Ukrainians are being urged to get their hands on a supply of potassium iodide for radiation sickness in case Vladimir Putin uses a nuclear weapon. Does iodide work? The short answer is yes – but for only one cancer.
As if they don't have enough to worry about, Ukrainians, fearing that Vladimir Putin will use some sort of nuclear weapon in the almost two-month war, are rushing to buy potassium iodide pills to protect them against radiation poisoning. If only it were that simple.
The pills are helpful, but not they are not an umbrella against all radiation-related illnesses, only one: thyroid cancer, which happens to be one of the most benign forms of cancer anyhow. The five-year survival rate for people with localized thyroid cancer is 100%, but that doesn't mean that you want to get it. People who think that iodide tablets are going to protect them from radiation poisoning from a nuke are seeing only part of the picture.
Why Buy Potassium Iodide?
Much of the iodide (1) you consume (about 80%) ends up in the thyroid gland, which is specifically designed to convert iodide/iodine into thyroid hormones (Figure 1). So, when you saturate your thyroid with stable iodide, it will be far less likely to slurp up any other radioactive iodine that may enter your body (below).
Figure 1. A simplified biochemical pathway showing the conversion of tyrosine (an amino acid) into the two principal thyroid hormones, T3 and T4.
2. Why is Potassium Iodide Protective?
When 235U decays (as in a nuclear bomb), the uranium atoms split, producing an enormous amount of energy as well as a good assortment of other elements and their isotopes, some stable, some not. One of these elements formed is iodine, but it is not the nice, stable, antiseptic 127I, which comprises 99+% of all iodine found on earth. Instead, it is icky 131I, which is also radioactive and spits out high-energy beta particles in the process of forming harmless xenon gas. The beta particles are bad news; they can penetrate the skin and blow up any DNA that happens to be in the way. Here are the nuclear equations that are responsible for the formation of 131I.
Step 1: Uranium-235 (the rare, unstable isotope) gets a nudge from a slow-moving neutron. Then, BOOM! All kinds of energy (in the form of radiation) plus dozens of unstable isotopes of multiple radioactive elements are given off, including iodine-131.
Step 2: Iodine-131 (radioactive, unstable) decays and is taken up by the thyroid gland, where it damages cellular DNA, possibly leading to cancer.
Figure 2. Equation #1: When 235U explodes, it gives off numerous smaller elements (fission) as well as enormous amounts of energy. One of the elements formed is 131I, an unstable isotope of iodine. Equation #2: 131I also decays, but in a different way. It expels a beta particle, which penetrates skin and damages DNA.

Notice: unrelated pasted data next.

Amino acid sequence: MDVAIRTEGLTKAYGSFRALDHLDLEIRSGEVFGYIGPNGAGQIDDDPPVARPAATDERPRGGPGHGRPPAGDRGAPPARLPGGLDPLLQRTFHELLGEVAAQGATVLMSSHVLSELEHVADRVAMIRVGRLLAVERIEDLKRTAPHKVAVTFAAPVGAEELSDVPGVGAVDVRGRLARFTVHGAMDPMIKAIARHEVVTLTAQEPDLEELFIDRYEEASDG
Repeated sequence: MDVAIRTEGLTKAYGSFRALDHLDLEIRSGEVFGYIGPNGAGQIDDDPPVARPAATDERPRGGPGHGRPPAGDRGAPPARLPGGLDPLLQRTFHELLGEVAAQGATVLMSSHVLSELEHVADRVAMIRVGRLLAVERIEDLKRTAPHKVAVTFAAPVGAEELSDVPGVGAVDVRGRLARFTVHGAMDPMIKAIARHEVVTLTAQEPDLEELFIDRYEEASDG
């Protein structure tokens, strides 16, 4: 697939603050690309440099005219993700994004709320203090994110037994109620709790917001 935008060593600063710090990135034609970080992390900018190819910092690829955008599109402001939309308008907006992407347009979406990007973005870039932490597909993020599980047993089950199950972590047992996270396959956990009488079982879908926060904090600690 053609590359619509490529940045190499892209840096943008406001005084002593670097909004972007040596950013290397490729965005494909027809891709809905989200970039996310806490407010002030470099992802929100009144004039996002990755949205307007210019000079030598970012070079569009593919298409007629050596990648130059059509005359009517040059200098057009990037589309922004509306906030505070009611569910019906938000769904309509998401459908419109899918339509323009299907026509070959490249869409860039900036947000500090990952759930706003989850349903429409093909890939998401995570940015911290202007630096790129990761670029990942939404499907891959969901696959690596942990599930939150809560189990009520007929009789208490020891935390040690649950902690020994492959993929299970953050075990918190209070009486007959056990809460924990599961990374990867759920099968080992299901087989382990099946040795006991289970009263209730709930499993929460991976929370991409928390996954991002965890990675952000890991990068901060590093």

When is Potassium Iodide (KI) Protective?
While people in Ukraine may think that KI pills will help them avoid all sicknesses and cancers resulting from a nuclear explosion this is not the case. With the exception of the thyroid, it will not. Potassium iodide only protects against iodine-131, which is only is only one component in the complex, deadly gmish given off by the explosion [SEE READER LETTER BELOW]. Although there are some medications used to treat other forms of radiation sickness, this is not the kind of prescription you want to be filling.
Some of the radioisotopes given off when U-235 explodes. Source: HyperPhysics
The only way to be protected from the dreadful effects of nuclear weapons is not to use them in the first place. Are you listening, Vlad?
(1) Molecular iodine would also be taken up in the thyroid gland, but most supplements are potassium iodide, not iodine itself.
Mr. Alan Morris, the President of Anbex, the country’s leading supplier of potassium iodide for radiation protection, emailed me with his opinion that although my conclusion that KI treats only thyroid cancer is correct, he believes that I have understated the benefits of potassium iodide. I thank him for his contribution. Here are some of Mr. Morris' key points:
1. You omit the crucial fact that thyroid damage was virtually the only medical consequence of the Chornobyl accident among individuals located more than a few miles from the nuclear plant. In fact, apart from thyroid cancer, no other increased cancers have been reported in statistically significant amounts.
2. According to the US Nuclear Regulatory Commission (NRC) (quoting the World Health Organization), that (ten years after Chernobyl), “except for thyroid cancer, there has been no confirmed increase in the rates of other cancers… that have been attributed to releases from the accident. In addition, there is no evidence of any excess hereditary diseases in children born after the accident.”
3. In fact, among children unable to get KI at the time of Chornobyl, at least 6000 cases of thyroid cancer are known. Sure, very few children died from the disease, but irradiated children who developed cancer have had their lives seriously impaired.
4. Millions of children received KI following Chernobyl. Its effects were studied, and the NRC found that “Thousands of measurements of I-131 activity in the thyroids of the exposed population suggest that the observed levels were lower than those that would have been expected had this prophylactic measure not been taken."
5. KI’s value in case of a reactor accident is unambiguous, but the need for the drug is equally important when I-131 is released by a nuclear weapon.
6. KI works, which is why the American Thyroid Association, The National Academy of Sciences, the American Academy of Pediatrics, the American Cancer Society, the FDA, and many, many other organizations strongly support stockpiling and wide availability of the drug.
7. To learn more, and to see the sources for the quotes included here, please see www.KIFacts.com and www.anbex.com. Of course, if you have questions or comments.